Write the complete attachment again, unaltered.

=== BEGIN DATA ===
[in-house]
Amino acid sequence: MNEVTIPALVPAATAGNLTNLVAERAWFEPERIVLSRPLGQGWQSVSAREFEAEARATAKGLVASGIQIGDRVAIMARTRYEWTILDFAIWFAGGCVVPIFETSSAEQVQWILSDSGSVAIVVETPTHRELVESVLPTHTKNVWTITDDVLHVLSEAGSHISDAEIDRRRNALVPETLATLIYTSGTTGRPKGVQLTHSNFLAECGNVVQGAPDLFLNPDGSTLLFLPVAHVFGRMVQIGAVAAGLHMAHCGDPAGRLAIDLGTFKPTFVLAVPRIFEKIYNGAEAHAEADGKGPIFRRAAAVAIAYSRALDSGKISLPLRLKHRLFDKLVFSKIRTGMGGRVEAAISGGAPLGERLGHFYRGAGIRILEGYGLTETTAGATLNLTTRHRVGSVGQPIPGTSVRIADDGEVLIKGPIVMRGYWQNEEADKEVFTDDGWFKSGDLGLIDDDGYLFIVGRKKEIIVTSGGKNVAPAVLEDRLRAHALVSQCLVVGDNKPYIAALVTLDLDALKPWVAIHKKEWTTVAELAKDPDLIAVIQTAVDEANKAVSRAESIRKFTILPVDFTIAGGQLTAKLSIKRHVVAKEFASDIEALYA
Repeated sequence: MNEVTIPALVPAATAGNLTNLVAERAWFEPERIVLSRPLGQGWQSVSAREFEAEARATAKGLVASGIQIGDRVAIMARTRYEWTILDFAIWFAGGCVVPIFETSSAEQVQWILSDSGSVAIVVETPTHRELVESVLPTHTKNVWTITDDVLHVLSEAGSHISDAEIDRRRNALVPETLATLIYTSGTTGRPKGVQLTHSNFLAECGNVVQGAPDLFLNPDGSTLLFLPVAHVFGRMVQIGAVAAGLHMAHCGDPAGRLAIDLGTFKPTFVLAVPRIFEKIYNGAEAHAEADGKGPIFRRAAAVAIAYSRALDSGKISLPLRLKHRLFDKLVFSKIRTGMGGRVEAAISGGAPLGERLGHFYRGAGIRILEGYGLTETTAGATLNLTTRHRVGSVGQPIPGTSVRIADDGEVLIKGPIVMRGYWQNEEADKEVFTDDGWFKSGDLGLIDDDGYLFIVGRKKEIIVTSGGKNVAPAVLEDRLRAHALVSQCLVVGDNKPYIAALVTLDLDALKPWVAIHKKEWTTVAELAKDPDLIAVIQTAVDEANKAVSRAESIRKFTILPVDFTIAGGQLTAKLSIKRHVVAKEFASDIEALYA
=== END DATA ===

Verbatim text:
[in-house]
Amino acid sequence: MNEVTIPALVPAATAGNLTNLVAERAWFEPERIVLSRPLGQGWQSVSAREFEAEARATAKGLVASGIQIGDRVAIMARTRYEWTILDFAIWFAGGCVVPIFETSSAEQVQWILSDSGSVAIVVETPTHRELVESVLPTHTKNVWTITDDVLHVLSEAGSHISDAEIDRRRNALVPETLATLIYTSGTTGRPKGVQLTHSNFLAECGNVVQGAPDLFLNPDGSTLLFLPVAHVFGRMVQIGAVAAGLHMAHCGDPAGRLAIDLGTFKPTFVLAVPRIFEKIYNGAEAHAEADGKGPIFRRAAAVAIAYSRALDSGKISLPLRLKHRLFDKLVFSKIRTGMGGRVEAAISGGAPLGERLGHFYRGAGIRILEGYGLTETTAGATLNLTTRHRVGSVGQPIPGTSVRIADDGEVLIKGPIVMRGYWQNEEADKEVFTDDGWFKSGDLGLIDDDGYLFIVGRKKEIIVTSGGKNVAPAVLEDRLRAHALVSQCLVVGDNKPYIAALVTLDLDALKPWVAIHKKEWTTVAELAKDPDLIAVIQTAVDEANKAVSRAESIRKFTILPVDFTIAGGQLTAKLSIKRHVVAKEFASDIEALYA
Repeated sequence: MNEVTIPALVPAATAGNLTNLVAERAWFEPERIVLSRPLGQGWQSVSAREFEAEARATAKGLVASGIQIGDRVAIMARTRYEWTILDFAIWFAGGCVVPIFETSSAEQVQWILSDSGSVAIVVETPTHRELVESVLPTHTKNVWTITDDVLHVLSEAGSHISDAEIDRRRNALVPETLATLIYTSGTTGRPKGVQLTHSNFLAECGNVVQGAPDLFLNPDGSTLLFLPVAHVFGRMVQIGAVAAGLHMAHCGDPAGRLAIDLGTFKPTFVLAVPRIFEKIYNGAEAHAEADGKGPIFRRAAAVAIAYSRALDSGKISLPLRLKHRLFDKLVFSKIRTGMGGRVEAAISGGAPLGERLGHFYRGAGIRILEGYGLTETTAGATLNLTTRHRVGSVGQPIPGTSVRIADDGEVLIKGPIVMRGYWQNEEADKEVFTDDGWFKSGDLGLIDDDGYLFIVGRKKEIIVTSGGKNVAPAVLEDRLRAHALVSQCLVVGDNKPYIAALVTLDLDALKPWVAIHKKEWTTVAELAKDPDLIAVIQTAVDEANKAVSRAESIRKFTILPVDFTIAGGQLTAKLSIKRHVVAKEFASDIEALYA